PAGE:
N <- 100000 n <- 10 las <- c(0.01,0.1,1,10,100) rslt <- matrix(0,2,length(las)) for (k in (1:length(las))) { mm <- qexp(0.5,las[k]) rslt[1,k] <- mean(replicate(N,(median(rexp(n,las[k])) - mm)^2)) rslt[2,k] <- mean(replicate(N,(qexp(0.5,1/mean(rexp(n,las[k]))) - mm)^2)) } print(rslt) 10 And the result > source(“twomed.R”)
[,1] [,2] [,3] [,4] [,5]
[1,] 998.0411 9.915687 0.09901681 0.0009827265 9.896574e-06
[2,] 477.9990 4.822185 0.04794337 0.0004825622 4.823859e-06
So, we seem to be good…
for five values of λ
and the N = 100000 used
and when the data come from an exponential distribution and if we did not have an error in the code
11

An error???
For instance, we could change n to n = 100 now
> source(“twomed.R”)
[,1] [,2] [,3] [,4] [,5]
[1,] 99.81847 0.9905156 0.009954382 1.010295e-04 9.962715e-07
[2,] 47.99285 0.4794193 0.004777554 4.797323e-05 4.821234e-07
and then try the large-sample approximation for the first line
> las
[1] 1e-02 1e-01 1e+00 1e+01 1e+02
> 1/(4*100*dexp(qexp(0.5,las),las)^2)
[1] 1e+02 1e+00 1e-02 1e-04 1e-06
and for the second one
> (-log(0.5)/(las*sqrt(n)))^2
[1] 4.80453e+01 4.80453e-01 4.80453e-03 4.80453e-05 4.80453e-07
Seems like we are good…
12

Aside: an even a bit better way
N <- 100000 n <- 10 las = c(0.01,0.1,1,10,100) rslt <- matrix(0,2,length(las)) mses <- matrix(0,2,N) for (k in (1:length(las))) { for (rep in 1:N) { mm <- qexp(0.5,las[k]) sss <- rexp(n,las[k]) mses[1,rep] <- (median(sss) - mm)^2 mses[2,rep] <- (qexp(0.5,1/mean(sss)) - mm)^2 } rslt[1,k] <- mean(mses[1,]) rslt[2,k] <- mean(mses[2,]) } print(rslt) 13 Not that different results, however > source(“twomod.R”)
[,1] [,2] [,3] [,4] [,5]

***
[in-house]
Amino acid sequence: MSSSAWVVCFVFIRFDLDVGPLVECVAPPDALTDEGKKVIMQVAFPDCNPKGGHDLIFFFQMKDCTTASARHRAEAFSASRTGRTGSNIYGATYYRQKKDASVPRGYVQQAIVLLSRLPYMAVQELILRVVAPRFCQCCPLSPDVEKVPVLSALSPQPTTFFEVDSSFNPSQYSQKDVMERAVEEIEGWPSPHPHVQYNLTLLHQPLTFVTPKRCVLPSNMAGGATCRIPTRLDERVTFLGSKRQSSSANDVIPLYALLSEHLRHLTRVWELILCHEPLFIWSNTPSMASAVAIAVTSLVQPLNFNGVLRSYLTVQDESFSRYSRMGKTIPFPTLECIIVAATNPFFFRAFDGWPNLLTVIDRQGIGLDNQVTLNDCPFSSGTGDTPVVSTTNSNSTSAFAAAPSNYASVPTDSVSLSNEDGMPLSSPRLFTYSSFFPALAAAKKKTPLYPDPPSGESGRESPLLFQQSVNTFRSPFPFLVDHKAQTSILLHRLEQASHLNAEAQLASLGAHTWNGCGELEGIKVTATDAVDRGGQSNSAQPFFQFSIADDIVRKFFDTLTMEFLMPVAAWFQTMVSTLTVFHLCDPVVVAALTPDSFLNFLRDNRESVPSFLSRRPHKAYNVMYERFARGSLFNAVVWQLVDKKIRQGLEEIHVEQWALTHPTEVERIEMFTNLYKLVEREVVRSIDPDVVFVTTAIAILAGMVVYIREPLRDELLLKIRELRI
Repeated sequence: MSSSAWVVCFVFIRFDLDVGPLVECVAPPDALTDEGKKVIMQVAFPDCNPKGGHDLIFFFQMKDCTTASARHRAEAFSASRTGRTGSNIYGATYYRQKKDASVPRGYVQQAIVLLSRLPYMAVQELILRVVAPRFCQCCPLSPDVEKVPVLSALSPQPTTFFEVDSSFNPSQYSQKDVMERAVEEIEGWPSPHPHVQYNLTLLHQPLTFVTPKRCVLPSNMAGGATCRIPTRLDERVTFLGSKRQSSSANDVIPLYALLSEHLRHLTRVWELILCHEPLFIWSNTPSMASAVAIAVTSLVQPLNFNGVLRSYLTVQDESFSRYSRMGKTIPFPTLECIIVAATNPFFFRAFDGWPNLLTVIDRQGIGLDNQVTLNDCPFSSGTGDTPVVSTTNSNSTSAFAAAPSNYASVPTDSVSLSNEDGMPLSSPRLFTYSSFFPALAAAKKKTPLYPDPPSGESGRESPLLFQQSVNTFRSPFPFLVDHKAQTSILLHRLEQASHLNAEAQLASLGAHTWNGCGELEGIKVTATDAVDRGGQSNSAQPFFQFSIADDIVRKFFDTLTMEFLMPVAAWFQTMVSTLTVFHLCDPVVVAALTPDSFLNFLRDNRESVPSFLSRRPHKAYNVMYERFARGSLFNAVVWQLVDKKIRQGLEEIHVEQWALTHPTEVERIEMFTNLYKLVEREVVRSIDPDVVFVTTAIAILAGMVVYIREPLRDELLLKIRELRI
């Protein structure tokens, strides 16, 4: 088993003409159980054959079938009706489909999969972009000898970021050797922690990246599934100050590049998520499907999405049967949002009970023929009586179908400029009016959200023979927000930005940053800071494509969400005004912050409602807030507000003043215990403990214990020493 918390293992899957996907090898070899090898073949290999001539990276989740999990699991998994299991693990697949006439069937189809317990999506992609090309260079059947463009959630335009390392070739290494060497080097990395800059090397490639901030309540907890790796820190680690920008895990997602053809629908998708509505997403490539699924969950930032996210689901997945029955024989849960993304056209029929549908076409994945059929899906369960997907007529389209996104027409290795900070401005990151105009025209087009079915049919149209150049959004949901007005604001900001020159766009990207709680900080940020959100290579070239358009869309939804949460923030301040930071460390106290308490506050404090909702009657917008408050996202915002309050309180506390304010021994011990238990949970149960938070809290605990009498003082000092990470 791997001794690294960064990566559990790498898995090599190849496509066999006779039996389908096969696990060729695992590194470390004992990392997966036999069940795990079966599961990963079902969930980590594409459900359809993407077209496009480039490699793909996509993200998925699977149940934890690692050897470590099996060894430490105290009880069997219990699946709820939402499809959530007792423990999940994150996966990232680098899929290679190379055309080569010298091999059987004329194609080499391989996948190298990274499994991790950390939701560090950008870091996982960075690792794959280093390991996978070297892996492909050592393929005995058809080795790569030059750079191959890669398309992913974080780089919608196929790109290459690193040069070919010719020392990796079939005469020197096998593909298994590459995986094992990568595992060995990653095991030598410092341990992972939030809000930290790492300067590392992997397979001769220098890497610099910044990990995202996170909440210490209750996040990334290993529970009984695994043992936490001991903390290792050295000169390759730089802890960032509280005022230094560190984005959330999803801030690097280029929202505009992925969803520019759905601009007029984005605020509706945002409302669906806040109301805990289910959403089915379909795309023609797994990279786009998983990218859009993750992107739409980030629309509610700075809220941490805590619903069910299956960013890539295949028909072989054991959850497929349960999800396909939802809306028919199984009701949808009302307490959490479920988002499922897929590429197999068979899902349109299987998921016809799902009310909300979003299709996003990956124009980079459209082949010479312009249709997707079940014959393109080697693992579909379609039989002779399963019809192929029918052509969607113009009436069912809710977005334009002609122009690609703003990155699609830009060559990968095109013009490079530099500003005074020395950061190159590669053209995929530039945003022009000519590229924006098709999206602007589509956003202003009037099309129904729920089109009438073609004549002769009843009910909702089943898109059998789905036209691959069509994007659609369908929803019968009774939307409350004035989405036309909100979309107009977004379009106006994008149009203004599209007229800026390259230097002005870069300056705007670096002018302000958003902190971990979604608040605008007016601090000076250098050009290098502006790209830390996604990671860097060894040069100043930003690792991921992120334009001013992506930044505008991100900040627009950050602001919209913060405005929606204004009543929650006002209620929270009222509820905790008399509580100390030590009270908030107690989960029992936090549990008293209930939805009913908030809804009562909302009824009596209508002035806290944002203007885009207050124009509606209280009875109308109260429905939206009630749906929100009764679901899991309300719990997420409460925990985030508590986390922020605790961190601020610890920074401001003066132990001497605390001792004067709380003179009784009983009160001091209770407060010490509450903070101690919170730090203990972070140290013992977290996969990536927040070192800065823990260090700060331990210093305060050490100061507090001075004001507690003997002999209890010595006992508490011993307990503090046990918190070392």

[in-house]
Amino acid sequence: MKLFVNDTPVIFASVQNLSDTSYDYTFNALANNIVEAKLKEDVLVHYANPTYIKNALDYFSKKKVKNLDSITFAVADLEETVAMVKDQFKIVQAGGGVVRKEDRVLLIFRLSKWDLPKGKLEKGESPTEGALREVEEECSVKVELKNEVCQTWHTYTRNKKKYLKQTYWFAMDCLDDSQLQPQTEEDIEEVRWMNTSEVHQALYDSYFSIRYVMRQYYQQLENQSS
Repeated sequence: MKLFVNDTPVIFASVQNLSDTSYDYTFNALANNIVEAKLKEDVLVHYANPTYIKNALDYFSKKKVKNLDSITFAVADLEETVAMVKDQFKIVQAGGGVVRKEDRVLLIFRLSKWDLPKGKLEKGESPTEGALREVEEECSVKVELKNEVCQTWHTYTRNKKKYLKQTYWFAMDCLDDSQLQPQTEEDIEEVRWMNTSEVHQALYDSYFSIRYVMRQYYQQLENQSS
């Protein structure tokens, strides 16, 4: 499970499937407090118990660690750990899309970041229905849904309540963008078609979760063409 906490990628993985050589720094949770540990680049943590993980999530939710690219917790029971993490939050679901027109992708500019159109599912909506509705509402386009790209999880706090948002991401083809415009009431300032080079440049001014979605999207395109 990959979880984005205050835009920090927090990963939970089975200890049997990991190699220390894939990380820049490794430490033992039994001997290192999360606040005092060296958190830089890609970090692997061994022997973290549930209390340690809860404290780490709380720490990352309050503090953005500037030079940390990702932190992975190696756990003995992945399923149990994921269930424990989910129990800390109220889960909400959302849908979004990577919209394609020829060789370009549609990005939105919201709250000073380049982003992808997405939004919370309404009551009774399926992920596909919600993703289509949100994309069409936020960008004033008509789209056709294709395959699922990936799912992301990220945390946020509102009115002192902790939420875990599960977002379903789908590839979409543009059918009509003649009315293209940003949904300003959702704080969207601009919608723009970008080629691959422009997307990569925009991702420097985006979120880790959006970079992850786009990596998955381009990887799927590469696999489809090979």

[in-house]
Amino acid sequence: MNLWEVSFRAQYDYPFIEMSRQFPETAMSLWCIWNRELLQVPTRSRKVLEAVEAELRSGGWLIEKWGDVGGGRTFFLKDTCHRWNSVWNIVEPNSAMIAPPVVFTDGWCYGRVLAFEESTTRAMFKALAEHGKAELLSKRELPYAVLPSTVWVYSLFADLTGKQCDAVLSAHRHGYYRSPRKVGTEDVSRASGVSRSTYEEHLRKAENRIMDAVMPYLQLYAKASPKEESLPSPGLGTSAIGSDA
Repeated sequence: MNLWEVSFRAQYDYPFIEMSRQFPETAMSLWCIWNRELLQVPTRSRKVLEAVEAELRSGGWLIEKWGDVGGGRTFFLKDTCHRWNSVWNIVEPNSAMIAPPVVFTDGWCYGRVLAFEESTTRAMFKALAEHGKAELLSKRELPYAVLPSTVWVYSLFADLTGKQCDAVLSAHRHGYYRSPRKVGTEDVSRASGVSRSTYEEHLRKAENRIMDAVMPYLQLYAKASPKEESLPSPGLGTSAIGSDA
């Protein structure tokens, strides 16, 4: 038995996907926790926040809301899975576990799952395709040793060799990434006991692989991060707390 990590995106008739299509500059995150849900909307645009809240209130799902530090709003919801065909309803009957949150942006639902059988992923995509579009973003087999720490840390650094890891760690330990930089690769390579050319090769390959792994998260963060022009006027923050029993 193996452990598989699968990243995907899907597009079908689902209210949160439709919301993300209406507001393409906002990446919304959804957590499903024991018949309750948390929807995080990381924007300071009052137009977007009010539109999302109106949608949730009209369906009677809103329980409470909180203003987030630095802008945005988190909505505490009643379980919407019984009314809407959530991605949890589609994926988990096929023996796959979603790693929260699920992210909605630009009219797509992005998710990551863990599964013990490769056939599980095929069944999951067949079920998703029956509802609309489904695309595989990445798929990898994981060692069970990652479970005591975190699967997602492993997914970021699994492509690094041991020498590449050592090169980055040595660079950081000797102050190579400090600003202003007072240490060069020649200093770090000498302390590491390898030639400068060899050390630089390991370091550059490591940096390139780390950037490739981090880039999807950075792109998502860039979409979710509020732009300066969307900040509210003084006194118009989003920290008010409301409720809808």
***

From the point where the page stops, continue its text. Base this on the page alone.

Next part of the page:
[1,] 987.1046 9.903584 0.09875735 0.0009891487 9.820579e-06
[2,] 483.8226 4.801344 0.04818387 0.0004835474 4.800250e-06
Recall the earlier
> source(“twomed.R”)
[,1] [,2] [,3] [,4] [,5]
[1,] 998.0411 9.915687 0.09901681 0.0009827265 9.896574e-06
[2,] 477.9990 4.822185 0.04794337 0.0004825622 4.823859e-06
14

And now for something a bit different
Fine… so the above gave me the mean squared error (which may be close to variance or not) for a sample median out of n = 10 when sampled from the exponential distribution with λ = 1
But now I have the following 10 numbers; I compute the median from them – any possibility to assess the precision of that?
> exs
[1] 2.710660 1.100322 11.934400 1.419022 1.523077
[6] 5.384740 2.801879 2.163556 4.837161 10.374159
> mm=median(exs)
> mm
[1] 2.75627
> var(exs)
[1] 14.67475
Yes, but does this say anything at all here?
> mean((exs-mm)^2)
[1] 15.99159
And this one??
15

Bootstrap!
How about taking the mean squared differences of the sample median of “the sample” (=original batch of numbers) from the sample medians repeatedly calculated… from the data at hand!
> mean((replicate(10,median(sample(exs,10)))-mm)^2)